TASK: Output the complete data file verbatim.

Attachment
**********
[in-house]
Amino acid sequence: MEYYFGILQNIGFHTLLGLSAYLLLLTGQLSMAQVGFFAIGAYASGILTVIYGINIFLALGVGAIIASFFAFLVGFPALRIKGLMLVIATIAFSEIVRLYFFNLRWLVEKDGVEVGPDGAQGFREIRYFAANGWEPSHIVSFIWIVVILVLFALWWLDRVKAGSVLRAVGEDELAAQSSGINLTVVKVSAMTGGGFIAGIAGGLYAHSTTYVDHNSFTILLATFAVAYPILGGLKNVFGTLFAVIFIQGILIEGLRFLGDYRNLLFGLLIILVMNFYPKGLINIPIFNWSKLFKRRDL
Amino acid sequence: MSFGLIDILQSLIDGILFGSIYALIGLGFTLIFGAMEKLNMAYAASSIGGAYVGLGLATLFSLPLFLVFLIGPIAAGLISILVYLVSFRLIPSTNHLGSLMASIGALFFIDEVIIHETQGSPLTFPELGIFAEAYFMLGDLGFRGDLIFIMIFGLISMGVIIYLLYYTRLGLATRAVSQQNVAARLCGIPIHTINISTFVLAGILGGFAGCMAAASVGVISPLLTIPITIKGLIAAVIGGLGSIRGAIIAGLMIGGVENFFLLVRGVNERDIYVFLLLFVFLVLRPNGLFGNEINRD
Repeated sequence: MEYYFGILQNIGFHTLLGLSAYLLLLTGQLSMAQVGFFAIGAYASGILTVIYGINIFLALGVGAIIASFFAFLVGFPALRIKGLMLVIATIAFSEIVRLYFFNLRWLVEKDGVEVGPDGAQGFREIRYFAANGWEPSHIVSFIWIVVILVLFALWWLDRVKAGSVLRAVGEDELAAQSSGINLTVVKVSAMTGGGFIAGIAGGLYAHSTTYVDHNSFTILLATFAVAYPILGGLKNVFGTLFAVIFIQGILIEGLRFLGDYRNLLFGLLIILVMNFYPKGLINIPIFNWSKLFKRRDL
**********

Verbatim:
[in-house]
Amino acid sequence: MEYYFGILQNIGFHTLLGLSAYLLLLTGQLSMAQVGFFAIGAYASGILTVIYGINIFLALGVGAIIASFFAFLVGFPALRIKGLMLVIATIAFSEIVRLYFFNLRWLVEKDGVEVGPDGAQGFREIRYFAANGWEPSHIVSFIWIVVILVLFALWWLDRVKAGSVLRAVGEDELAAQSSGINLTVVKVSAMTGGGFIAGIAGGLYAHSTTYVDHNSFTILLATFAVAYPILGGLKNVFGTLFAVIFIQGILIEGLRFLGDYRNLLFGLLIILVMNFYPKGLINIPIFNWSKLFKRRDL
Amino acid sequence: MSFGLIDILQSLIDGILFGSIYALIGLGFTLIFGAMEKLNMAYAASSIGGAYVGLGLATLFSLPLFLVFLIGPIAAGLISILVYLVSFRLIPSTNHLGSLMASIGALFFIDEVIIHETQGSPLTFPELGIFAEAYFMLGDLGFRGDLIFIMIFGLISMGVIIYLLYYTRLGLATRAVSQQNVAARLCGIPIHTINISTFVLAGILGGFAGCMAAASVGVISPLLTIPITIKGLIAAVIGGLGSIRGAIIAGLMIGGVENFFLLVRGVNERDIYVFLLLFVFLVLRPNGLFGNEINRD
Repeated sequence: MEYYFGILQNIGFHTLLGLSAYLLLLTGQLSMAQVGFFAIGAYASGILTVIYGINIFLALGVGAIIASFFAFLVGFPALRIKGLMLVIATIAFSEIVRLYFFNLRWLVEKDGVEVGPDGAQGFREIRYFAANGWEPSHIVSFIWIVVILVLFALWWLDRVKAGSVLRAVGEDELAAQSSGINLTVVKVSAMTGGGFIAGIAGGLYAHSTTYVDHNSFTILLATFAVAYPILGGLKNVFGTLFAVIFIQGILIEGLRFLGDYRNLLFGLLIILVMNFYPKGLINIPIFNWSKLFKRRDL